Exhibition: “TWELVE CAUTIONARY URBAN TALES” – An exhibition not about what the city is, but about what it can be.
Where: Matadero, Centro de Creaciòn Contemporanea
When: 13 Feb 2020 – 31 January 2020
Read more: “12 urban fairy tales, 12 installations, 12 ways to imagine the city (at Matadero)” on Domus
Queering the City: A Sono-Orientation is an installation curated and designed by Katayoun Arian. It includes aural works by Angela Anderson, Irene Cassarini, Gayatri Kodikal and Karachi Beach Radio. The installation is part of the exhibition Twelve Cautionary Urban Tales, curated by Ethel Baraona Pohl.
On view until July 19, 2020 at Matadero in Madrid (@mataderomadrid).
Statement from the curator Katayoun Arian:
‘Queering the City: A Sono-Orientation’ is an installation that I have developed and convened for this purpose from the standpoint that a non-differentiated binary logic that underlies the ‘urban’, i.e. the ‘rural’ (read: natural), insists on a separation in order to mystify the damage being done to peoples and ecosystems which are not part of the urban imaginary. It is a logic, an orientation, that rests on an idea of a permanent divide, an inside-and-outside-of-the city, which particularly in times of climate collapse, isn’t true to life. To queer this orientation is not an attempt to seek for particular outcomes or answers. Rather, it is a calling into question and a means of interrogating our-being-in-the world in relation to our lived environment, and systems and structures of meaning and power, as and where they exist. The installation provides a setting for different soundscapes and sonic eruptions, comprised of works by Angela Anderson, Irene Cassarini, Karachi Beach Radio, and Gayatri Kodikal. These works resonates the necessity for a collective attendance to a continuum of vibration that precedes and exceeds the human spectrum of audibility and perceptibility. They call for a surrendering of ourselves to become part of the multiplicity and the continuum of the vibrational forces of the Earth. The respective works by the participating artists, pay attention to the work that sound does, and the realities and meanings it creates.
Can an orientation to the world in which all sound is understood as queer, signal a planetary turn in a different direction? A flight into the world. An attending to the subtone of our planetary hum, holding open the very possibility of a (different) future as such: a sono-futurality.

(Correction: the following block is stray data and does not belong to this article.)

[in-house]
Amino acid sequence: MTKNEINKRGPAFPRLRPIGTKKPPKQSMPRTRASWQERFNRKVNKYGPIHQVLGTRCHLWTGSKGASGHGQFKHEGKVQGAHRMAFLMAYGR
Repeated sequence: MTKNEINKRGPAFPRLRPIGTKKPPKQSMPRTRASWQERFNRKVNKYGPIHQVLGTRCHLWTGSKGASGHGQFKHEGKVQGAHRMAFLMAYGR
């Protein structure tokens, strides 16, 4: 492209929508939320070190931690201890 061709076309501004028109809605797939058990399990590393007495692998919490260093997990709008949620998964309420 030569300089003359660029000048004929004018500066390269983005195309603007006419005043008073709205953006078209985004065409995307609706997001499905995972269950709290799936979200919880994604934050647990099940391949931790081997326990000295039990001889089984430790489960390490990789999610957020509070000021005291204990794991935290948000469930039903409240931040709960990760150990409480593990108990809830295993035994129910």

The commissioned sound work I composed for the installation Queering the City: A Sono-orientation is titled “Untraced/Untitled” (2020), presented as a sonic inquiry exploring the topics addressed in the exhibition.
Considering cities as entities where human and non-human cohabitation takes place, both physically and sonically, the work addresses the numerous challenges faced in future ecologies in which unsustainable models of hyper-technological skylines and digital mappings, are continuously fetishized. In this speculative future, the building of a capillary system of policing and surveillance meets queer beings through sounds, and those who provoke friction and dissent, by engaging in counter-hegemonic movement through noise. These qualities of the future city, are expressed through evolving layers of sounds, in which dissonant elements appear out of place, trying to blend in or resist.
Two soundscapes on headphones, auralize a fluid urban landscape in which levels of loudness that create a hierarchy of importance and mask the effects that cancel out weaker sonic elements, are negated by a complex ecosystem. Coexisting elements meet and collide, aggregate and disperse. A fluid city is a web of complex realities, and a sanctuary for deep diversity, where human entities are submerged in the aural realm. At the same time, a dystopian and cautionary hearing always remains present, as often non-normative communities remain unseen, untraced, untitled, and anonymous in a larger networks. Untraced/untitled is a sonic inquiry into speculative ideas of (im)possible futures of the city, a narration about in/exclusion of humans and non-humans within surveillance and regulated environments. Noise is considered as a queering element of sound: It is a disturbing agent that challenges the normative spectrum. It is unwanted sound symbolizing unwanted queer ecologies and futures.
The two sound pieces as part of the installation, explore the relationship between queering sound, cities, the ‘nature’ and ‘culture’ divide, and the concept of the sonic spaces as translated into a fluid landscape, where distances and proximities are created through timbre, volume, reverb and equalization.
Untraced/Untitled (2020) consists of two audio tracks:
Pt. I, 14’36, on headphones
Pt. II, 16’15, on headphones